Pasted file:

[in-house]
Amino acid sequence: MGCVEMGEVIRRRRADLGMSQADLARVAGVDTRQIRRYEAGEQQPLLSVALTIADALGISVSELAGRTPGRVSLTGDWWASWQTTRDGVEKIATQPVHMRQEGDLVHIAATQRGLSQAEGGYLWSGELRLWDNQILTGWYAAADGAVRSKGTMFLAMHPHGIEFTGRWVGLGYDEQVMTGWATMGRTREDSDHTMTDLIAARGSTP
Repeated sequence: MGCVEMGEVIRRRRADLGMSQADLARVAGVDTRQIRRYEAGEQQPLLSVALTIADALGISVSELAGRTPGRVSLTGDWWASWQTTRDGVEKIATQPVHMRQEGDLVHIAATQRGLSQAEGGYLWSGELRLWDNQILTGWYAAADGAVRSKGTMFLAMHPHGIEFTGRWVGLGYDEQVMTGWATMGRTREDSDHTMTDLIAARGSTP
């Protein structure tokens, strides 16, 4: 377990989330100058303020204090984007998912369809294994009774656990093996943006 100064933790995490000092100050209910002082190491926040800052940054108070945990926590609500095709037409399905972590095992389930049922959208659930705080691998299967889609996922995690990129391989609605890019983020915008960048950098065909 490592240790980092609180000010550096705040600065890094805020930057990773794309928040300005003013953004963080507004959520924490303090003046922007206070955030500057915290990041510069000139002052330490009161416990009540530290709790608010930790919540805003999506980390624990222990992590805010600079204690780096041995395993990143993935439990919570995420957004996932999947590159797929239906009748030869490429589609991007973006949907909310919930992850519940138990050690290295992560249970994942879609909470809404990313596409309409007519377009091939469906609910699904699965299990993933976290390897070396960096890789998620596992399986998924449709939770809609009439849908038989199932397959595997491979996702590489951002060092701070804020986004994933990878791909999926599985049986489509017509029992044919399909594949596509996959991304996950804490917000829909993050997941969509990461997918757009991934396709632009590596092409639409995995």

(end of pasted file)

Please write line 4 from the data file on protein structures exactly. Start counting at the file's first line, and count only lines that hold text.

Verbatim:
């Protein structure tokens, strides 16, 4: 377990989330100058303020204090984007998912369809294994009774656990093996943006 100064933790995490000092100050209910002082190491926040800052940054108070945990926590609500095709037409399905972590095992389930049922959208659930705080691998299967889609996922995690990129391989609605890019983020915008960048950098065909 490592240790980092609180000010550096705040600065890094805020930057990773794309928040300005003013953004963080507004959520924490303090003046922007206070955030500057915290990041510069000139002052330490009161416990009540530290709790608010930790919540805003999506980390624990222990992590805010600079204690780096041995395993990143993935439990919570995420957004996932999947590159797929239906009748030869490429589609991007973006949907909310919930992850519940138990050690290295992560249970994942879609909470809404990313596409309409007519377009091939469906609910699904699965299990993933976290390897070396960096890789998620596992399986998924449709939770809609009439849908038989199932397959595997491979996702590489951002060092701070804020986004994933990878791909999926599985049986489509017509029992044919399909594949596509996959991304996950804490917000829909993050997941969509990461997918757009991934396709632009590596092409639409995995």